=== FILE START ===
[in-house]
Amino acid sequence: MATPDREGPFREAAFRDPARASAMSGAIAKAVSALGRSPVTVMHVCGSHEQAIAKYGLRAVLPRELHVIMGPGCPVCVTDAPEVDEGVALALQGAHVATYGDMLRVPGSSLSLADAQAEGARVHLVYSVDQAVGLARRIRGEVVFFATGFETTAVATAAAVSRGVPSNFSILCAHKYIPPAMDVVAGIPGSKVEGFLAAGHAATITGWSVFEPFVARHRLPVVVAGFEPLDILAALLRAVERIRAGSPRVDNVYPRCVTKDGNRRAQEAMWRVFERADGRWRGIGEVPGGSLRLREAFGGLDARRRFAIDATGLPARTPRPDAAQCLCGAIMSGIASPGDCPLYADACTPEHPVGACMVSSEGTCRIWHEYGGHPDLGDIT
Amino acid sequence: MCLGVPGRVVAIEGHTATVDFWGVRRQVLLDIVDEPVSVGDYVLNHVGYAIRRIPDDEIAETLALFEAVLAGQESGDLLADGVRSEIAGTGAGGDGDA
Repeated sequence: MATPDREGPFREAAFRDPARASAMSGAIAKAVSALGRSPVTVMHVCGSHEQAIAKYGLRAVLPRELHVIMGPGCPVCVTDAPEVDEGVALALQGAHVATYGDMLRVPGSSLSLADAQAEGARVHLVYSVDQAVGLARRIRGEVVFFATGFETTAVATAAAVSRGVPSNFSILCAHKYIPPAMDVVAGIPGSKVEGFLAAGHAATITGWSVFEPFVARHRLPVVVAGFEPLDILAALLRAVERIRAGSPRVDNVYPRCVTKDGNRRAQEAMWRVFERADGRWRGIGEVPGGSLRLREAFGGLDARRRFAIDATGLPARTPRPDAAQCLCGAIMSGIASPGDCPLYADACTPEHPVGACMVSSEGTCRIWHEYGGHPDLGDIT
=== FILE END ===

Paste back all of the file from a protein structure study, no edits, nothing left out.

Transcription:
[in-house]
Amino acid sequence: MATPDREGPFREAAFRDPARASAMSGAIAKAVSALGRSPVTVMHVCGSHEQAIAKYGLRAVLPRELHVIMGPGCPVCVTDAPEVDEGVALALQGAHVATYGDMLRVPGSSLSLADAQAEGARVHLVYSVDQAVGLARRIRGEVVFFATGFETTAVATAAAVSRGVPSNFSILCAHKYIPPAMDVVAGIPGSKVEGFLAAGHAATITGWSVFEPFVARHRLPVVVAGFEPLDILAALLRAVERIRAGSPRVDNVYPRCVTKDGNRRAQEAMWRVFERADGRWRGIGEVPGGSLRLREAFGGLDARRRFAIDATGLPARTPRPDAAQCLCGAIMSGIASPGDCPLYADACTPEHPVGACMVSSEGTCRIWHEYGGHPDLGDIT
Amino acid sequence: MCLGVPGRVVAIEGHTATVDFWGVRRQVLLDIVDEPVSVGDYVLNHVGYAIRRIPDDEIAETLALFEAVLAGQESGDLLADGVRSEIAGTGAGGDGDA
Repeated sequence: MATPDREGPFREAAFRDPARASAMSGAIAKAVSALGRSPVTVMHVCGSHEQAIAKYGLRAVLPRELHVIMGPGCPVCVTDAPEVDEGVALALQGAHVATYGDMLRVPGSSLSLADAQAEGARVHLVYSVDQAVGLARRIRGEVVFFATGFETTAVATAAAVSRGVPSNFSILCAHKYIPPAMDVVAGIPGSKVEGFLAAGHAATITGWSVFEPFVARHRLPVVVAGFEPLDILAALLRAVERIRAGSPRVDNVYPRCVTKDGNRRAQEAMWRVFERADGRWRGIGEVPGGSLRLREAFGGLDARRRFAIDATGLPARTPRPDAAQCLCGAIMSGIASPGDCPLYADACTPEHPVGACMVSSEGTCRIWHEYGGHPDLGDIT